Just four words and the internet exploded: “Microsoft is buying LinkedIn.”
Since then, everybody has been talking about the Linkedin acquisition. If you’re a marketer, you probably utilize LinkedIn to some extent and are wondering what it means to you. I’m here to tell you.
But First, Why?
Let’s start by looking at the financials. LinkedIn has three revenue streams: talent solutions, marketing solutions, premium subscriptions. In other words, LinkedIn makes its dough by selling advertising, recruitment services, and subscriptions. What’s really valuable about LinkedIn is its audience. The latest data shows a higher proportion of U.S. adults on the Internet (22%) have used LinkedIn, compared to the percentage who have used Twitter. Moreover, 38% of its 433 million users have a college degree.
According to LinkedIn, in Q1 2016, the company’s total revenue increased 35% year-over-year to reach $861 million with Talent Solutions revenue increasing 41% year-over-year to $558 million, Marketing Solutions revenue increasing by 29% year-over-year to $154 million, and Premium Subscriptions revenue increasing 22% year-over-year to $149 million.
Add the fact that nearly every professional uses this tool, you can clearly see Microsoft’s interest. When you post on this network, you tap into a market filled with professionals. LinkedIn has become a powerful distribution channel for content marketing — and a source of thought leadership on this subject, too.
What to Expect
You are probably wondering how this will this change Linkedin or Microsoft from a marketing perspective. Will this merger have any effect on the way you advertise on Linkedin? Or will Microsoft/Cortana become smarter by having access to Linkedin’s database?
I’ll let Microsoft’s CEO, Satya Nadella answer these questions:
“We are in pursuit of a common mission centered on empowering people and organizations. Along with the new growth in our Office 365 commercial and Dynamics businesses, this deal is key to our bold ambition to reinvent productivity and business processes. Think about it: How people find jobs, build skills, sell, market and get work done and ultimately find success requires a connected professional world. It requires a vibrant network that brings together a professional’s information in LinkedIn’s public network with the information in Office 365 and Dynamics.
This merger will make it possible for new experiences such as a LinkedIn newsfeed that serves up articles based on the project you are working on and Office suggesting an expert to connect with via LinkedIn to help with a task you’re trying to complete.
As these experiences get more intelligent and delightful, the LinkedIn and Office 365 engagement will grow. And in turn, new opportunities will be created for monetization through individual and organization subscriptions and targeted advertising.”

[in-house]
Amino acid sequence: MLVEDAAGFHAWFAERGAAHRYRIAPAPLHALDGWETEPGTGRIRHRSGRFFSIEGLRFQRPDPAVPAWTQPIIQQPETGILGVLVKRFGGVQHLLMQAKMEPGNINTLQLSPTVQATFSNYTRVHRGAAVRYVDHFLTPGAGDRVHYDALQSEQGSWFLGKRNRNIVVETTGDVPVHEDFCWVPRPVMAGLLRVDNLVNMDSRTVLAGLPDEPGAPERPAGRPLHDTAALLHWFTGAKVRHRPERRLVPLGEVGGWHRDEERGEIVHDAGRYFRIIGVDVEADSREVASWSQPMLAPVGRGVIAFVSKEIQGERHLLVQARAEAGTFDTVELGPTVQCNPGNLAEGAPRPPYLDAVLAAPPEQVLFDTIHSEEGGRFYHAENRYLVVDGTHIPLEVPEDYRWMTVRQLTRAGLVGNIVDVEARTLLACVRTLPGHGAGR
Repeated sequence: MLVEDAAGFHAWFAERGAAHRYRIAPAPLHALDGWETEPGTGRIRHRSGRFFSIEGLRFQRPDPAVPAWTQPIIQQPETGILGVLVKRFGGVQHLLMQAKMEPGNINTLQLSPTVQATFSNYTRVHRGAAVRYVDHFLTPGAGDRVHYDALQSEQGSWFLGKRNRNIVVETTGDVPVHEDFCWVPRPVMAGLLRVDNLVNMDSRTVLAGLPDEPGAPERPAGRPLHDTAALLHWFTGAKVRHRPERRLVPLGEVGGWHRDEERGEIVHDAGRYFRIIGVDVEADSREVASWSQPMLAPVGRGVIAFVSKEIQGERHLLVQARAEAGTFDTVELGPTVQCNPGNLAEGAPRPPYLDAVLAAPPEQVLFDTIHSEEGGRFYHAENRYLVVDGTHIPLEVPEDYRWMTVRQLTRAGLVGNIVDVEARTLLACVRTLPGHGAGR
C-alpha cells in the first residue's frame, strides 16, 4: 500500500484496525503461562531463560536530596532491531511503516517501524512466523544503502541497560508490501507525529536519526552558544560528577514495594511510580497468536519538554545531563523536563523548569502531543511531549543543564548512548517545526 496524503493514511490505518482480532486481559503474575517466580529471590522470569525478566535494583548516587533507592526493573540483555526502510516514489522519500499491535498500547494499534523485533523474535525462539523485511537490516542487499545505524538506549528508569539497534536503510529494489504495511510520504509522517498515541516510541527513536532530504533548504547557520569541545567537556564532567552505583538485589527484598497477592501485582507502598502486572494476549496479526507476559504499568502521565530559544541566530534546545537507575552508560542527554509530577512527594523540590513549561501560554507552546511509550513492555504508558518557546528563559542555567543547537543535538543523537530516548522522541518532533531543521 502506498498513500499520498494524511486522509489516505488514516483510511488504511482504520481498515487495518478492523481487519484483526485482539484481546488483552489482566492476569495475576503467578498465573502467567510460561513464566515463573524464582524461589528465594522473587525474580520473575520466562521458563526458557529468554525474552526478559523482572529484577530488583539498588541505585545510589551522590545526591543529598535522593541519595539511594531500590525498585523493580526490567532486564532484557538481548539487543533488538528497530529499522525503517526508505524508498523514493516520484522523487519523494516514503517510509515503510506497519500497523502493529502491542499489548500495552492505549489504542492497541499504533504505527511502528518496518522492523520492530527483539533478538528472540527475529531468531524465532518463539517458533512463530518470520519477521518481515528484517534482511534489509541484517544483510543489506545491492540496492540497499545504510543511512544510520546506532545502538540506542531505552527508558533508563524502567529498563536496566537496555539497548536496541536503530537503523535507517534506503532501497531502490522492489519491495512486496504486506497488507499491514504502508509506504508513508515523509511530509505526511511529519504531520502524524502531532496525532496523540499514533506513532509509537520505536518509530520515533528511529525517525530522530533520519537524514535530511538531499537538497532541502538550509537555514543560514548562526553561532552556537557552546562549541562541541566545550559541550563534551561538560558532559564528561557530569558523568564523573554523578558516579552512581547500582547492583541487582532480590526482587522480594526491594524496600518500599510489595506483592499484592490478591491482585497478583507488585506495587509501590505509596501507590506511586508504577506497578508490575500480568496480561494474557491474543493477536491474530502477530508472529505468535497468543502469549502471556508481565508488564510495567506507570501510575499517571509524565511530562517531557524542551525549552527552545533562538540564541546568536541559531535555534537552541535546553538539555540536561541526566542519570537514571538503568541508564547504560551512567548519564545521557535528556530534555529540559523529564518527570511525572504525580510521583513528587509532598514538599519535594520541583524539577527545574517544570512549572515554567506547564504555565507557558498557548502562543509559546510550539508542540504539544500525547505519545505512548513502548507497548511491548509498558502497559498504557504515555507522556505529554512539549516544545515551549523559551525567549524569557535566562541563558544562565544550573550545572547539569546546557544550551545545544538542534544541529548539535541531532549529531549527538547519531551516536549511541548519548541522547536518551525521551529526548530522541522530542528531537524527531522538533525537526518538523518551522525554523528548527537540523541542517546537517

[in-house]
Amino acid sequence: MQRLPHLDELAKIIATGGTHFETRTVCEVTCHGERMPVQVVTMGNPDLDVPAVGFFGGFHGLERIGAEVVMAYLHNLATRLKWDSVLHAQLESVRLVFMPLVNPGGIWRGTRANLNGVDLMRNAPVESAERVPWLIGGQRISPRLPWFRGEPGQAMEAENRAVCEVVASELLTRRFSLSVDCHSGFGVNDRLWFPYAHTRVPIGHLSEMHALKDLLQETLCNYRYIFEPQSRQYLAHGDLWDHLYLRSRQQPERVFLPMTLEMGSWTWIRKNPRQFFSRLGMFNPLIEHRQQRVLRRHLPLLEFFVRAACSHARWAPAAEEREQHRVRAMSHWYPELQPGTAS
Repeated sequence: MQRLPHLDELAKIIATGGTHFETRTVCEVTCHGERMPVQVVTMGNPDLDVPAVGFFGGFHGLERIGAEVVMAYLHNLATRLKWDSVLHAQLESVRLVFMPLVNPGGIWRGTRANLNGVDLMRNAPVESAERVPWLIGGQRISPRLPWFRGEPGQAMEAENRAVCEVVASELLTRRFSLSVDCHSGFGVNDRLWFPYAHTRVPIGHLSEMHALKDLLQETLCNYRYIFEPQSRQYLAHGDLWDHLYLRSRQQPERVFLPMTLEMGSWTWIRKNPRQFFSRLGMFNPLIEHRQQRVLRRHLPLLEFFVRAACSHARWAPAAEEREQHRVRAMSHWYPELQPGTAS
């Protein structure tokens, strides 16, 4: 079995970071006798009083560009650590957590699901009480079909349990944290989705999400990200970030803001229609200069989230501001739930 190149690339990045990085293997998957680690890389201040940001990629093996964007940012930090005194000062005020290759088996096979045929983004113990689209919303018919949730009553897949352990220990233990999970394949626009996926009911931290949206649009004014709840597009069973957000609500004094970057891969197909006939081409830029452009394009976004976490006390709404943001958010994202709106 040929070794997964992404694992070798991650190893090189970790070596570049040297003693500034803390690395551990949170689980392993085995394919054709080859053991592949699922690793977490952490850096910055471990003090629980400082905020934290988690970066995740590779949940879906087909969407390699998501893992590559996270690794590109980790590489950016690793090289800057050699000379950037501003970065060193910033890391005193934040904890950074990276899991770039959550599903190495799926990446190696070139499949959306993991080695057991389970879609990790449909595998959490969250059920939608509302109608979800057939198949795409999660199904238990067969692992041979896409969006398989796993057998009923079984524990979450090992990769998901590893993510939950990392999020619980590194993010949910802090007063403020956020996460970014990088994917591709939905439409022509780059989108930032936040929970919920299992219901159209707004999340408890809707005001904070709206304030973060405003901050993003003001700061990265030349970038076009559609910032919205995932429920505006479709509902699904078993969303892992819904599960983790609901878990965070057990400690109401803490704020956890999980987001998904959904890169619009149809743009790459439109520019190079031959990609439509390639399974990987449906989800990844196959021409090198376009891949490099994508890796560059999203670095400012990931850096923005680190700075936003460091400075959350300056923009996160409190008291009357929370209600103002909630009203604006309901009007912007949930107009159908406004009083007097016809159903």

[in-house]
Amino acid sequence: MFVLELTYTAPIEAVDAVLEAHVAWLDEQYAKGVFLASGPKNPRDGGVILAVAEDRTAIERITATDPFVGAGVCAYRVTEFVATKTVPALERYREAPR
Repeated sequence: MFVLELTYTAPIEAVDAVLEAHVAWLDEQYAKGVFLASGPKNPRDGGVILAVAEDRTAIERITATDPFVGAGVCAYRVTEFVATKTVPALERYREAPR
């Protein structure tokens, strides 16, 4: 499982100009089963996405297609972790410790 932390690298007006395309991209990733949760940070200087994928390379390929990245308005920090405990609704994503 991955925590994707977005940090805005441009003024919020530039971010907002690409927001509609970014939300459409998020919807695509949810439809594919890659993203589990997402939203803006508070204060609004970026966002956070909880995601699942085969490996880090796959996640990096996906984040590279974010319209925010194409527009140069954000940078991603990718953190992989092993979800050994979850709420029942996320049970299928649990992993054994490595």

From this statement, we can expect Microsoft to embed LinkedIn into Microsoft Office. Imagine if you came to a section of your Microsoft Word document and you needed some sort of forecast or a description of a forthcoming product. You could easily draw a box and trigger a request to someone from the product team asking them to fill in the rectangle.
We can also expect a LinkedIn integration for Skype. There are already tools like Rapportive, which displays real-time the Linkedin profile of the person you are talking to on Gmail.
What about SlideShare?
A few months ago, I wrote an article about tools that marketers should use, and SlideShare was among them. As I stated in the article, visuals improve learning by up to 400%, and I believe Microsoft will take full advantage of that.
I expect SlideShare and Sway (a microsoft product) to merge within the next two years. It seems the most logical thing to do, and there will definitely be a collaboration between the two products.
Right now, with over 60 million unique visitors a month, and a serious shortage of quality content, Slideshare is the perfect place to get noticed.
Are You Ready?
Undeniably, the merger with Microsoft will bring lots of changes to Linkedin, and it will have a huge impact on how we recruit, advertise, and do personal branding.
If your LinkedIn profile is not top notch, now more than ever you need to update it. As a marketer, it is likely people will look you up on LinkedIn, and you want to make sure your profile is up to date.
What are your predictions regarding the future of the two companies?